Effects aside, for the true cult flick enthusiast, there are a few scenes using actual costumed beasts, included an army of rudimentary foes referred to as Slime Monsters that, resembling Wookies with Komondor "mop dog" fur combined with a SWAMP THING aestetic and hissing like LAND OF THE LOST Sleestakes, use resilient Ninja skills and give Hercules some good old blood and sweat fights against palpable villainy. And the process of stop-motion makes a slight return as the former film's clunky metal is replaced with old school clay wherein Medusa, starting out as yet another sensual temptress, turns into a surprisingly cool, nightmarish version of Ray Harryhausen's CLASH OF THE TITANS Medusa, whose body is half scorpion and, alas, hardly lasts a minute of screen time.

So as the story moves along, the plot-informed audience easily keeping count on how many stolen lightning bolts are recovered after Hercules defeats an eclectic barrage of wicked monstrous gods hiding them, the conclusion occurs underwater, the animation process returning in spades as Hercules actually turns into what looks like a line-drawn/outlined cartoon that morphs his own figure into a giant ape, battling a likewise T-Rex that quickly changes into a serpent, an obvious nod to both the 1933 and 1976 KING KONG films and, overall, is far more bizarre and dreamlike than the original that attempted to, like already mentioned, compete with CONAN THE BARBARIAN using muscular brutality occurring in spontaneous, testosterone driven, ultra-violent battles compared to this somewhat youth-friendly science-fiction vehicle with more sorcery than swordplay, while each conflict seems like the result of a short paragraph following continuous cliffhanger endings of longer, dialogue driven chapters, ultimately more anticipated than actually experienced.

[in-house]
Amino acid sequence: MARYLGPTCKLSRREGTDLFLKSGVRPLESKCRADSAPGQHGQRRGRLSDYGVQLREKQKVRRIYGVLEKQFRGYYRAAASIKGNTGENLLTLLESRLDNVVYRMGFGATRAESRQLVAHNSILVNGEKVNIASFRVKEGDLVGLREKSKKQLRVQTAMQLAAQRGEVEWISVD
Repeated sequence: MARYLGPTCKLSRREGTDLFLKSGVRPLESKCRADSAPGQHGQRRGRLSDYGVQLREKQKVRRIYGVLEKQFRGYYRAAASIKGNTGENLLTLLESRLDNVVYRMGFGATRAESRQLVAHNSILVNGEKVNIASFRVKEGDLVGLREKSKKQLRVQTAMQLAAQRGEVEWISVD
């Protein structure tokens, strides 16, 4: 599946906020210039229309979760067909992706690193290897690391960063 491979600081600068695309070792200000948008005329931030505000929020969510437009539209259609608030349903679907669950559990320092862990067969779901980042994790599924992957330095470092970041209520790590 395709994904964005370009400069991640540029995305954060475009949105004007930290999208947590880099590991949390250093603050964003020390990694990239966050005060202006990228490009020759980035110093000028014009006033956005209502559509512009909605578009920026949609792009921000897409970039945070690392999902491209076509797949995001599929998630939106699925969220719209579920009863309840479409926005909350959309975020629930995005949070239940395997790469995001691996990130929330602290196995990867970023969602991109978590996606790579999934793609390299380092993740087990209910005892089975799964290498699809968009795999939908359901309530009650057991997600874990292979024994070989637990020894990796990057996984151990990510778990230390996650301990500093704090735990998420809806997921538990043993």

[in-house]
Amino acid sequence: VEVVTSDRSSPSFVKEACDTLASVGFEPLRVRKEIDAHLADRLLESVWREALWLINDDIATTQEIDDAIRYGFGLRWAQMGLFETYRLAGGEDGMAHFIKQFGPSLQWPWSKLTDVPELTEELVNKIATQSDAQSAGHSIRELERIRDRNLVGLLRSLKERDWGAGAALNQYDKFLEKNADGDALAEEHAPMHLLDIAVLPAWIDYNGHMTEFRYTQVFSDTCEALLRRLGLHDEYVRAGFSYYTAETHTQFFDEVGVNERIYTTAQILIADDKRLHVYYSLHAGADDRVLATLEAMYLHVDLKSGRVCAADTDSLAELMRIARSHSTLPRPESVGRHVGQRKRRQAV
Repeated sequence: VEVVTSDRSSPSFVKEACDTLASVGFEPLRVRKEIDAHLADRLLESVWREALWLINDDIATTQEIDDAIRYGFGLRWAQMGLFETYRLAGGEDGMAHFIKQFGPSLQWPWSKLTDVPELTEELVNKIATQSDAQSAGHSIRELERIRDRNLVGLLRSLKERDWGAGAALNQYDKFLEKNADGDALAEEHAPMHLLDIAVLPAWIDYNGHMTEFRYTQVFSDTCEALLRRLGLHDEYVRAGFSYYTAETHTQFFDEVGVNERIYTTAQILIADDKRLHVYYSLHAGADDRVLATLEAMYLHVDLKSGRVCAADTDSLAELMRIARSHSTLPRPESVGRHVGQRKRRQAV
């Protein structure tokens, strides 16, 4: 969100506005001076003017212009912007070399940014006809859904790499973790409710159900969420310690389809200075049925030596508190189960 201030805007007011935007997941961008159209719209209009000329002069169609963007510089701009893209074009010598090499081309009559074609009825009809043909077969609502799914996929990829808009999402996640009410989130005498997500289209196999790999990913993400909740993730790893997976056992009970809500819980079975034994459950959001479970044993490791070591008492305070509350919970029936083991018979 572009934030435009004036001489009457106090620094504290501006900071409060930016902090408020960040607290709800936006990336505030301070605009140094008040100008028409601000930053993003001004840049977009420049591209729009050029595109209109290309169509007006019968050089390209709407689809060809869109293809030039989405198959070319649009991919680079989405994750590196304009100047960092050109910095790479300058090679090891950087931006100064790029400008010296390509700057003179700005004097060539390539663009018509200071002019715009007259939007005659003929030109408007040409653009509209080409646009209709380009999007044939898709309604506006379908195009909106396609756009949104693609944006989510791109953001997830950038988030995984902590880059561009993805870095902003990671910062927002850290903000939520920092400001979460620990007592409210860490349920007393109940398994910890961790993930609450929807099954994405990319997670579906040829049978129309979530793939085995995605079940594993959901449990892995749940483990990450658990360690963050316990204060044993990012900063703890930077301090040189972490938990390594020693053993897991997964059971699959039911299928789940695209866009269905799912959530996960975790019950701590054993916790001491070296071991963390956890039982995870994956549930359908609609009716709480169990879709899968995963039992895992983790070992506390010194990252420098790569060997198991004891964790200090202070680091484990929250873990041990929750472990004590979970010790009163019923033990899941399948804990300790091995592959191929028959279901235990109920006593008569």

Bizarre homage to 1933 KING KONG
And according to sources, Ferrigno despised the first movie's script so much that he threw it across the room. Perhaps, this time around, seeing tons of dialogue on each page made him feel a bit more "covered" with plot over violence and exploitation, which this has its fair share amount of, too, and, whether or not Lou agrees, ADVENTURES falls short of its maligned yet far more grounded predecessor.

OVERALL RATINGS:
HERCULES: ***1/2
ADVENTURES OF HERCULES: ***
TRIVIA: Like Ferrigno's voice was replaced in both films; years earlier, in HERCULES IN NEW YORK, the original version had a voice-over change for the Austrian-born Arnold Schwarzenegger, with a similar sounding monotone American actor speaking each word clear and precisely... And as a fan of that movie since childhood when it played repeatedly on Channel 13, the fact they switched it back to Arnold's real voice on the official DVD actually hinders what was one of the greatest things about it. Which also includes a man-in-bear-suit that makes the 1983 HERCULES bear seem legitimate.